Monitoring of attacks on healthcare has made great strides in the past decade, even if improvement in information has not necessarily resulted in changes on the ground. However, important questions on the knowledge production process continue to be under-explored, including those pertaining to the objectives of monitoring efforts. What does our data actually tell us? Are we missing the (data) point? This paper explores several monitoring mechanisms, and analyses the limitations of the data-gathering exercise, affecting the ability of healthcare workers to share their experiences. By drawing on the experiences of those involved in the medical-humanitarian response in non-government controlled areas in Syria, these dynamics are further brought to the fore, advocating for a more discerning approach in the use of data for such disparate goals as analysis on patterns of attacks (and their implications), advocacy, and accountability.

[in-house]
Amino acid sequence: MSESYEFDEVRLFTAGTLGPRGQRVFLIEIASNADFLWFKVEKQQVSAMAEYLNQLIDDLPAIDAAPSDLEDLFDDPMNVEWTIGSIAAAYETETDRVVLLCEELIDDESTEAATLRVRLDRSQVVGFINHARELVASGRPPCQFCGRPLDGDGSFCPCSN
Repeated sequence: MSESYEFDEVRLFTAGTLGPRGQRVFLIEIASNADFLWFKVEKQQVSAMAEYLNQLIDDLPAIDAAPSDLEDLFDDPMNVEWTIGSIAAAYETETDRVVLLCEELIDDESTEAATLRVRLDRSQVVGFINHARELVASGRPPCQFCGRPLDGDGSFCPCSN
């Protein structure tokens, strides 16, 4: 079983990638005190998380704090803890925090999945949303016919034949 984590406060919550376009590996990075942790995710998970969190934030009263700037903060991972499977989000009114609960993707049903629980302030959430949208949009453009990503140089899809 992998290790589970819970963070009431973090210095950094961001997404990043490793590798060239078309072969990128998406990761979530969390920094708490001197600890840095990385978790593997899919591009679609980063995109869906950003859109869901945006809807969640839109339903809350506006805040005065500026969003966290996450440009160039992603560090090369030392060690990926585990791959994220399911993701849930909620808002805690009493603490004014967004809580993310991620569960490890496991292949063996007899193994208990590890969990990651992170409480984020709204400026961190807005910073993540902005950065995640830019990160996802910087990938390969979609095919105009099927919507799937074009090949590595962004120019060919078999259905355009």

Based on the author’s experience as both a journalist and an independent
researcher working regularly in eastern Democratic Republic of Congo (DRC), this
article examines the many constraints that journalists face in areas of armed
conflict. It considers two unusual aspects of journalistic practice observed in
the DRC: first, the reporters’ lexical dependence
– that is, how the language journalists typically use to describe war is
borrowed, sometimes unconsciously, from the war-related rhetoric developed in
other fields – and second, journalists’ practical
dependence on humanitarian organisations and how this might influence the
articles they produce.